After oocytes are collected and once plans are in motion, the process of fertilization takes place in a laboratory. Viable embryos are available for producers—either fresh or frozen, depending on the producer’s request—after eight days.

Producers can also maximize possible transfers in one day by synchronizing their receiving females. Transfer services are commonly used, and IVF companies usually can recommend or provide a trusted partner.

Most beef operations in the United States complete embryo placements early in the breeding season, and then follow up with natural service bulls. According to Sanches, it’s vital that these operations work with their veterinarian to complete pregnancy checks.

“If we don’t confirm a pregnancy from an embryo or a bull, we can’t track the due date,” he said. “The timing difference and due date will be around 15 to 25 days. If it’s not tracked, we may have calves overdue, which can become a problem during calving season. Ideally, we like to check at 45 and again at 90 days, but I encourage at least one check for reliable data to be gathered.”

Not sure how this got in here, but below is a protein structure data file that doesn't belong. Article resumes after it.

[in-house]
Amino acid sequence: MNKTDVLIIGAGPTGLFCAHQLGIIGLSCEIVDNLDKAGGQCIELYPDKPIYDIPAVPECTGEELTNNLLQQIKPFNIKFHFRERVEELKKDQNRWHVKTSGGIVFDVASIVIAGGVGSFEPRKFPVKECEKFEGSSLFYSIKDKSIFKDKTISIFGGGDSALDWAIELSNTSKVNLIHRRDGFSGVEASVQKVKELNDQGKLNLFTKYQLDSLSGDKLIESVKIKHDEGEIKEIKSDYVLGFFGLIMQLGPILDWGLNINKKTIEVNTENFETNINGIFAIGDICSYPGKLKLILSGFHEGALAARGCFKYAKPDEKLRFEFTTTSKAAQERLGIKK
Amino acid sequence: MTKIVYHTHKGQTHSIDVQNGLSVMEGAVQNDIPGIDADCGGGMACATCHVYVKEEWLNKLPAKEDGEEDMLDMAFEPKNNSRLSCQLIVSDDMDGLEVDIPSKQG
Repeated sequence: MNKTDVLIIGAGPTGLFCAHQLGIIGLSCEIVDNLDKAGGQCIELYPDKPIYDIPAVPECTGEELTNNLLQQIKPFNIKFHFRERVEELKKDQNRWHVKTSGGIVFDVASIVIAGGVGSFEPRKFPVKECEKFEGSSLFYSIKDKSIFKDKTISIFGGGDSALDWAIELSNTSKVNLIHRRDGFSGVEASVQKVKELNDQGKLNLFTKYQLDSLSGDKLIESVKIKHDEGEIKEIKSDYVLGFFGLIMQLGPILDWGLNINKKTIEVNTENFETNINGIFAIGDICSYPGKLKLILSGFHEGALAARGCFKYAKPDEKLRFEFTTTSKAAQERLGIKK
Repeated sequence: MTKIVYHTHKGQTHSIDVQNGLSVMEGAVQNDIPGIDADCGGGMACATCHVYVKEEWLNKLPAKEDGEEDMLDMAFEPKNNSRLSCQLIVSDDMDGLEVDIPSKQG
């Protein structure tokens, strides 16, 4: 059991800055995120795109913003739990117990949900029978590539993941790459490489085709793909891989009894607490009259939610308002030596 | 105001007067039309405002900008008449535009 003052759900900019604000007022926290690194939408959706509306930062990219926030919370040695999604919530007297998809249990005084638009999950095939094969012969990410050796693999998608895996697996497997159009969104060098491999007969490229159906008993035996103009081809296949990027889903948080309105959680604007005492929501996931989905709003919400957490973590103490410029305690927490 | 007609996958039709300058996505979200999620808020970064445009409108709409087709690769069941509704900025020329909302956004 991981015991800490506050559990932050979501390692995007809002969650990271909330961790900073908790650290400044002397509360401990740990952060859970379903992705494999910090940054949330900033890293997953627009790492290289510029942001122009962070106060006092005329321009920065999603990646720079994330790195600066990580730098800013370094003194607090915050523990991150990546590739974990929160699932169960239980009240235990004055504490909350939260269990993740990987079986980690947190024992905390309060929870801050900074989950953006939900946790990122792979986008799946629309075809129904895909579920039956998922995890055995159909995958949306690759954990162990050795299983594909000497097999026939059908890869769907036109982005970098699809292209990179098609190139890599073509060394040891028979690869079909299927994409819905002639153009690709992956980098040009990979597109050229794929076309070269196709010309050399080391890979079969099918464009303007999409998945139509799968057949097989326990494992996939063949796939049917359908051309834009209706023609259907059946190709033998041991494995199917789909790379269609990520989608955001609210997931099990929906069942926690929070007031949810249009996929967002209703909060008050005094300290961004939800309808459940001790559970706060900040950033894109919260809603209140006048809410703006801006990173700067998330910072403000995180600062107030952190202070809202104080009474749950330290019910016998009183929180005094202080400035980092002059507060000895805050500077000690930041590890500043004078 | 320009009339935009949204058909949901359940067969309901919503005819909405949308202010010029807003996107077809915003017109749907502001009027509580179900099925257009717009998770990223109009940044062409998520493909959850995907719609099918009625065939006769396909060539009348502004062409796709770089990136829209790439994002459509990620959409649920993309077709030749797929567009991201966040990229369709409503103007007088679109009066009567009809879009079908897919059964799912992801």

In order to fully optimize results with IVF embryos and help to ensure the success of resulting calves, accurate record keeping is important and should include:

  • Pregnancy confirmation
  • Gestation length
  • Birth weight
  • Calf sex
  • Subsequent information of health status

“It’s a powerful technology but many people still have the misconception that bovine in vitro fertilization is very expensive, making it out of reach to progress their entire herds’ genetics,” said Sanches. “Some believe it’s time consuming, labor intensive, and requires extensive preparation protocols. It’s really a natural process with zero donor preparation. Plus, lastly, our customers love that they only pay for viable embryos. It changes the game for how breeders can use the technology.”